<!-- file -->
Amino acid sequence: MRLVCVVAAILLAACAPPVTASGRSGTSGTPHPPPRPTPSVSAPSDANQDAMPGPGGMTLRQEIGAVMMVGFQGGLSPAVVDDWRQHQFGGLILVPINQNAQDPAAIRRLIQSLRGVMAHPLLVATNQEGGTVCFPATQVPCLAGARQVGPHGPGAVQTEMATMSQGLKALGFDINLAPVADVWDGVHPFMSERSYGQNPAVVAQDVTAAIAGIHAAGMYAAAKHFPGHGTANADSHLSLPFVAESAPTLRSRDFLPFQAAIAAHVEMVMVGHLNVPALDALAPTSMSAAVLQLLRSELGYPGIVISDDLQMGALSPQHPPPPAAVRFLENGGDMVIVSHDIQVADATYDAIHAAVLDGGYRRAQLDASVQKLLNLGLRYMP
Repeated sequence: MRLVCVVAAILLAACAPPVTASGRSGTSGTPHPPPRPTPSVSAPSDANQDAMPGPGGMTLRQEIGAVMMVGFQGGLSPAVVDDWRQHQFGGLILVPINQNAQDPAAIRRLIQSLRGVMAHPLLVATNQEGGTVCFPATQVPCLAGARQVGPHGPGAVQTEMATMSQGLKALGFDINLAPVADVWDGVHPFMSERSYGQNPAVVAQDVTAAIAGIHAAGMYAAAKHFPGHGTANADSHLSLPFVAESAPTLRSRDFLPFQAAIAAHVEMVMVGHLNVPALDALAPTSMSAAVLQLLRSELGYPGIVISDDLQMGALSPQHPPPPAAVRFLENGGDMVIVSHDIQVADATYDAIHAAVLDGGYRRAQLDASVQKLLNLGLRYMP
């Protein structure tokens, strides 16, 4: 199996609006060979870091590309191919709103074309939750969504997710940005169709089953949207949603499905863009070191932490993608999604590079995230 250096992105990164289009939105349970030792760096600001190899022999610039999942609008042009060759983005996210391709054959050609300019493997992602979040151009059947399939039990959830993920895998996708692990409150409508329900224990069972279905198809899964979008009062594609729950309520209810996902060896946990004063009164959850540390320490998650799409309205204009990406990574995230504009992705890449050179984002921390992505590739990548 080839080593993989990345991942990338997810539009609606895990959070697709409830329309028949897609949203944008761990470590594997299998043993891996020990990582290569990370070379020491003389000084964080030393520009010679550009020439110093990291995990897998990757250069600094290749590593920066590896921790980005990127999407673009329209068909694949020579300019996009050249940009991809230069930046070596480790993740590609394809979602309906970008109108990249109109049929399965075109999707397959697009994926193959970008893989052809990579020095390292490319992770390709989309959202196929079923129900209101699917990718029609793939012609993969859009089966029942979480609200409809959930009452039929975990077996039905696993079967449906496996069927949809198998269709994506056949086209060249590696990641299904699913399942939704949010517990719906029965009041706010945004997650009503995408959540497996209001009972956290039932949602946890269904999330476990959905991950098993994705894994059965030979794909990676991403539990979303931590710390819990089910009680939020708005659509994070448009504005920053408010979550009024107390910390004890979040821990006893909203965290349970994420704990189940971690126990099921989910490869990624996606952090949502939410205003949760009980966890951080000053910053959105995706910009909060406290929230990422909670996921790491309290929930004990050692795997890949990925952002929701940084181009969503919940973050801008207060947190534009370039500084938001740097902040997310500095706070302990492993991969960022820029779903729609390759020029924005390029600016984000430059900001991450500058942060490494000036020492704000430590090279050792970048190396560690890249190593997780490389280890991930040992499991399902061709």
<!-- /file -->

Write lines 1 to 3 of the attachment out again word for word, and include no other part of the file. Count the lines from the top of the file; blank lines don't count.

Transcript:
Amino acid sequence: MRLVCVVAAILLAACAPPVTASGRSGTSGTPHPPPRPTPSVSAPSDANQDAMPGPGGMTLRQEIGAVMMVGFQGGLSPAVVDDWRQHQFGGLILVPINQNAQDPAAIRRLIQSLRGVMAHPLLVATNQEGGTVCFPATQVPCLAGARQVGPHGPGAVQTEMATMSQGLKALGFDINLAPVADVWDGVHPFMSERSYGQNPAVVAQDVTAAIAGIHAAGMYAAAKHFPGHGTANADSHLSLPFVAESAPTLRSRDFLPFQAAIAAHVEMVMVGHLNVPALDALAPTSMSAAVLQLLRSELGYPGIVISDDLQMGALSPQHPPPPAAVRFLENGGDMVIVSHDIQVADATYDAIHAAVLDGGYRRAQLDASVQKLLNLGLRYMP
Repeated sequence: MRLVCVVAAILLAACAPPVTASGRSGTSGTPHPPPRPTPSVSAPSDANQDAMPGPGGMTLRQEIGAVMMVGFQGGLSPAVVDDWRQHQFGGLILVPINQNAQDPAAIRRLIQSLRGVMAHPLLVATNQEGGTVCFPATQVPCLAGARQVGPHGPGAVQTEMATMSQGLKALGFDINLAPVADVWDGVHPFMSERSYGQNPAVVAQDVTAAIAGIHAAGMYAAAKHFPGHGTANADSHLSLPFVAESAPTLRSRDFLPFQAAIAAHVEMVMVGHLNVPALDALAPTSMSAAVLQLLRSELGYPGIVISDDLQMGALSPQHPPPPAAVRFLENGGDMVIVSHDIQVADATYDAIHAAVLDGGYRRAQLDASVQKLLNLGLRYMP
């Protein structure tokens, strides 16, 4: 199996609006060979870091590309191919709103074309939750969504997710940005169709089953949207949603499905863009070191932490993608999604590079995230 250096992105990164289009939105349970030792760096600001190899022999610039999942609008042009060759983005996210391709054959050609300019493997992602979040151009059947399939039990959830993920895998996708692990409150409508329900224990069972279905198809899964979008009062594609729950309520209810996902060896946990004063009164959850540390320490998650799409309205204009990406990574995230504009992705890449050179984002921390992505590739990548 080839080593993989990345991942990338997810539009609606895990959070697709409830329309028949897609949203944008761990470590594997299998043993891996020990990582290569990370070379020491003389000084964080030393520009010679550009020439110093990291995990897998990757250069600094290749590593920066590896921790980005990127999407673009329209068909694949020579300019996009050249940009991809230069930046070596480790993740590609394809979602309906970008109108990249109109049929399965075109999707397959697009994926193959970008893989052809990579020095390292490319992770390709989309959202196929079923129900209101699917990718029609793939012609993969859009089966029942979480609200409809959930009452039929975990077996039905696993079967449906496996069927949809198998269709994506056949086209060249590696990641299904699913399942939704949010517990719906029965009041706010945004997650009503995408959540497996209001009972956290039932949602946890269904999330476990959905991950098993994705894994059965030979794909990676991403539990979303931590710390819990089910009680939020708005659509994070448009504005920053408010979550009024107390910390004890979040821990006893909203965290349970994420704990189940971690126990099921989910490869990624996606952090949502939410205003949760009980966890951080000053910053959105995706910009909060406290929230990422909670996921790491309290929930004990050692795997890949990925952002929701940084181009969503919940973050801008207060947190534009370039500084938001740097902040997310500095706070302990492993991969960022820029779903729609390759020029924005390029600016984000430059900001991450500058942060490494000036020492704000430590090279050792970048190396560690890249190593997780490389280890991930040992499991399902061709």